Seed World

New U of Illinois-led Project Aims to Sequence 400 Soybean Genomes 

“Divergent standards and requirements can create confusion for seed producers and traders, hindering the global movement of seeds,” says Souza-Richards.

: The project will empower soybean researchers and breeders to directly select for otherwise hidden genetic variation in genes that can be targeted for variety development.

Soybean is an important crop, both in terms of its protein production and its use as a biodiesel. A new study led by the University of Illinois Urbana-Champaign and the U.S. Department of Energy Joint Genome Institute (JGI) plan to sequence 400 soybean genomes to develop a “pangenome”: a comprehensive characterization of all the useful diversity in the genome. The project aims to contribute knowledge that ultimately helps build more robust and resilient soybean crop that performs to maximum potential.

The project aims to drastically improve the current soybean reference genome, according to a release. Currently the reference genome does not reflect the real diversity of the soybean crop. This limitation is not unlike the first human genome, which was made up of only Caucasian individuals. 

“There’s an increasing effort to have the reference human genome reflect all of the variation in people. We think there are equally big reasons to do the same thing in crops,” Hudson said in the release. “But it’s hard to locate the missing diversity by any other means than sequencing more genomes.”

The soybean pangenome project will sequence and analyze at least 50 soybean genomes from cultivated lines and wild relatives at reference quality, the gold standard of modern sequencing. The project will also sequence an additional 350 genomes as high-quality drafts by the JGI. Included in the sequencing will be perennial relatives and lines selected to yield in harsh conditions. Focusing on these kinds of diversity will position the agriculture industry as more climate-resilient. The team intends to solicit help from the soybean breeding community, from academics to industry partners, to determine which lines should be included in the project.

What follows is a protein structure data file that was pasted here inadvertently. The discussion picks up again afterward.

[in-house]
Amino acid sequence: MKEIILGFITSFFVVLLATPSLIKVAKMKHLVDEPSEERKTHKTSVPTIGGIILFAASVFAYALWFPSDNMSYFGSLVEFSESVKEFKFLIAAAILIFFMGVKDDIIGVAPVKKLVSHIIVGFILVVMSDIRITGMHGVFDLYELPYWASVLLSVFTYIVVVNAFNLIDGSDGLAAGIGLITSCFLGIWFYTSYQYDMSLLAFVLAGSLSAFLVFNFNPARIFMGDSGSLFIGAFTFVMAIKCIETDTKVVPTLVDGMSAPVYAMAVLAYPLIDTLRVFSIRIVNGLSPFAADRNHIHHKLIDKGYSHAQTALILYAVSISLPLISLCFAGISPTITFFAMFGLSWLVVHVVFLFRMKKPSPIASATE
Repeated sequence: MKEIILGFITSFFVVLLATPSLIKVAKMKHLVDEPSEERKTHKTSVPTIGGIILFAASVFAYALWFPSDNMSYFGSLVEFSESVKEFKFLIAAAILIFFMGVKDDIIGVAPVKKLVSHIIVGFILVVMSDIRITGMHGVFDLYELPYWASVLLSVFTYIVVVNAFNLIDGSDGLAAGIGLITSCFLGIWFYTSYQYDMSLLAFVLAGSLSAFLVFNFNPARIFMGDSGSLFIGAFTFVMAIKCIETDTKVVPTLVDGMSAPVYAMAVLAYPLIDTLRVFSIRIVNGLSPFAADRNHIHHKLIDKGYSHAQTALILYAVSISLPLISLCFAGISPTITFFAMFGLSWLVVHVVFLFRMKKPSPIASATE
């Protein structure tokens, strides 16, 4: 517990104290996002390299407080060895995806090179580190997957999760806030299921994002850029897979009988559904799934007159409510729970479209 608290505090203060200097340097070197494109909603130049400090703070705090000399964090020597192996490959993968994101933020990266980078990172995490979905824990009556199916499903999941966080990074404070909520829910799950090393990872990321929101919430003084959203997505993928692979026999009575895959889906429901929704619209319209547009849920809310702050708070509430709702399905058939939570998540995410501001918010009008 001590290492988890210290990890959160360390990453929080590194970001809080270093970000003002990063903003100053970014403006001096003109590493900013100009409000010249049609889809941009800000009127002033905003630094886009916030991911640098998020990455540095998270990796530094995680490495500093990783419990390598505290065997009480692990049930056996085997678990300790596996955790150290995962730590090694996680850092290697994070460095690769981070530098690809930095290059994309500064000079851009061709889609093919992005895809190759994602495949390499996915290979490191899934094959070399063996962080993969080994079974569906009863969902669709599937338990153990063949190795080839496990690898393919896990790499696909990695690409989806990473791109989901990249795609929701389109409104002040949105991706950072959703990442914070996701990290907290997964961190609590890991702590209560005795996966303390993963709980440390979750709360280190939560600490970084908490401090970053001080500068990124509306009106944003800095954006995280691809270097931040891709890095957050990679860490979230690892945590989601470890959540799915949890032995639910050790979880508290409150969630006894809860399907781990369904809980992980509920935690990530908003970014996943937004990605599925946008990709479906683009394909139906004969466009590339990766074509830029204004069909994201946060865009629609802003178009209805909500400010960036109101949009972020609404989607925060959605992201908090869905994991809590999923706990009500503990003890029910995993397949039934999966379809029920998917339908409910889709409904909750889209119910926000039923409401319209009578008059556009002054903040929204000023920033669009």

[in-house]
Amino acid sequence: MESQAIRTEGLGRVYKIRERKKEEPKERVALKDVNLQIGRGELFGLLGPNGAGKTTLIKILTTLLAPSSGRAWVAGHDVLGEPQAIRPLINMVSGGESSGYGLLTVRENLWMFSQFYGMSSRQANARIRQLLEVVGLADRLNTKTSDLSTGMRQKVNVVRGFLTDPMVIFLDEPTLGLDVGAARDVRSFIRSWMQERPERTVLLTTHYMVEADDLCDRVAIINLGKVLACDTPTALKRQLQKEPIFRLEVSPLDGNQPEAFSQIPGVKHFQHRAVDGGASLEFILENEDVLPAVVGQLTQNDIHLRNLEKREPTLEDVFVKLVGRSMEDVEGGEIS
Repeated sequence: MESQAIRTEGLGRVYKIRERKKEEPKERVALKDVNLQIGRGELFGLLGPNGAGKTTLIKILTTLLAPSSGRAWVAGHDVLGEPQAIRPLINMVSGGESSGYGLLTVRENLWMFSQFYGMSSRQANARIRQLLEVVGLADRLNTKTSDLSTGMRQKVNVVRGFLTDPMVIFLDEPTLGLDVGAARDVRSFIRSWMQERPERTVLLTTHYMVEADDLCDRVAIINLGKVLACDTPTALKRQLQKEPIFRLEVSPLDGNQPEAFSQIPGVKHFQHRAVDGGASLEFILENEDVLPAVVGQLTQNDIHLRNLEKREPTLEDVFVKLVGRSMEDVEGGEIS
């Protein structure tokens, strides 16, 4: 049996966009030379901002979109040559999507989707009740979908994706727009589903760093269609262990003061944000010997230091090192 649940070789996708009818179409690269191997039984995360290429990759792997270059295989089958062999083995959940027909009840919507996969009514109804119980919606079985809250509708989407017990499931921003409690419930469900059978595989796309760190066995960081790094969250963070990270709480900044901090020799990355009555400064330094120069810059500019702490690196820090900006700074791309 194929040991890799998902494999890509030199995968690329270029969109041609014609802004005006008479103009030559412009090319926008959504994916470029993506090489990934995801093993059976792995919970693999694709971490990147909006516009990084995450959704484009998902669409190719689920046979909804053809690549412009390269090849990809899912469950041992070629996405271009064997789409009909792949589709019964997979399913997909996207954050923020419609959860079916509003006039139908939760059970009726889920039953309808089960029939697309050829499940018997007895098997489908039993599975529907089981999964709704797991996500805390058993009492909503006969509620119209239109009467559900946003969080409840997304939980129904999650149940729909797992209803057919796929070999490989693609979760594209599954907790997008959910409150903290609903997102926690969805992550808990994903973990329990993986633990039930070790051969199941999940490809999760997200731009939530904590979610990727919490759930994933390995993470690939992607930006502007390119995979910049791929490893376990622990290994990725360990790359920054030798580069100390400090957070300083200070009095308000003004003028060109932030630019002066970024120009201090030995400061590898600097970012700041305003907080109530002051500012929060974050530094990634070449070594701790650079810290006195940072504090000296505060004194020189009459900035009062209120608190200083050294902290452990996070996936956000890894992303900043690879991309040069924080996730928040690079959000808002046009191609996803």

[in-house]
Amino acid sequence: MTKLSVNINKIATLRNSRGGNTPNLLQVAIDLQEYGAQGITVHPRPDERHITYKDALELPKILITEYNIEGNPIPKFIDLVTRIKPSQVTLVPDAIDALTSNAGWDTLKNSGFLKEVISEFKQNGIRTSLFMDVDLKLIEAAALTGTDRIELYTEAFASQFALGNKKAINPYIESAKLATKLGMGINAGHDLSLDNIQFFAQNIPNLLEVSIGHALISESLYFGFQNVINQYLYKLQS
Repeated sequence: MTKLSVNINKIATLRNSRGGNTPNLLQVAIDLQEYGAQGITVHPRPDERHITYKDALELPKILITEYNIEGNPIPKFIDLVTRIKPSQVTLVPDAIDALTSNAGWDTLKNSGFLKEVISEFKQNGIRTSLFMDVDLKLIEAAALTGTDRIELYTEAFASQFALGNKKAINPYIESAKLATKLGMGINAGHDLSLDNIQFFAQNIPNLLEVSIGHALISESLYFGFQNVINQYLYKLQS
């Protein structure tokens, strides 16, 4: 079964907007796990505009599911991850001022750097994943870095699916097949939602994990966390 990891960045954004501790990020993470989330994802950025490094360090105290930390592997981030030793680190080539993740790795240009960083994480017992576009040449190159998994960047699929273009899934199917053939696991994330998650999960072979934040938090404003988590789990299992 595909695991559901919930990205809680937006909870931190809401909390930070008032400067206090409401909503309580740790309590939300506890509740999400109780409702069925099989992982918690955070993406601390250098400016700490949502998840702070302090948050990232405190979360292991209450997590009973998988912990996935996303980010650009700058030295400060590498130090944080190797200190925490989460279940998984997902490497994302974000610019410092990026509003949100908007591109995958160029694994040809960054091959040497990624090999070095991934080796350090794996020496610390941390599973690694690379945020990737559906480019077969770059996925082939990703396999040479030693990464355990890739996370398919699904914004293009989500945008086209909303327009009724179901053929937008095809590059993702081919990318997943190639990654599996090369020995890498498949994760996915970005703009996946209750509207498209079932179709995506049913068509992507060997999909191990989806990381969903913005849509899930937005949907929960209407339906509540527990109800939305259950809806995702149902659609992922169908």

“There have been soybean pangenome efforts before, but this will be a big step forward. We want to identify all of the variation present within this diverse set of cultivated soybeans. Knowing details of all of the genetic variation should very much enhance and speed up the ability of crop breeders and biotechnology experts to identify important genes and incorporate them into better crops,” said project leader Matt Hudson in the release, professor in the Department of Crop Sciences, part of the College of Agricultural, Consumer and Environmental Sciences (ACES) at U. of I. Hudson is uniquely positioned to add value to this project, as he also serves as co-director of the Center for Digital Agriculture, science integration chair for the Center for Advanced Bioenergy and Bioproducts Innovation (CABBI), and faculty affiliate at the Carl R. Woese Institute for Genomic Biology.

The project depends on the unique skills and infrastructure of both partners. Hudson and his team will begin the process by selecting and growing soybean lines. They will then ship extracted DNA to JGI for long-read sequencing. Once sequenced, Hudson’s team and partners at U. of I.’s AIFARMS will lead analyzing the output. 

The project will ultimately “enable deep analysis of the evolution and domestication of modern soybean and empower soybean researchers and breeders to directly select for otherwise hidden genetic variation in genes that can be targeted for variety development. As soybean is becoming increasingly important as a worldwide crop, as well as being a key bioenergy crop, this project will have global impact and be particularly relevant to U.S. agriculture,” said Hudson in the release.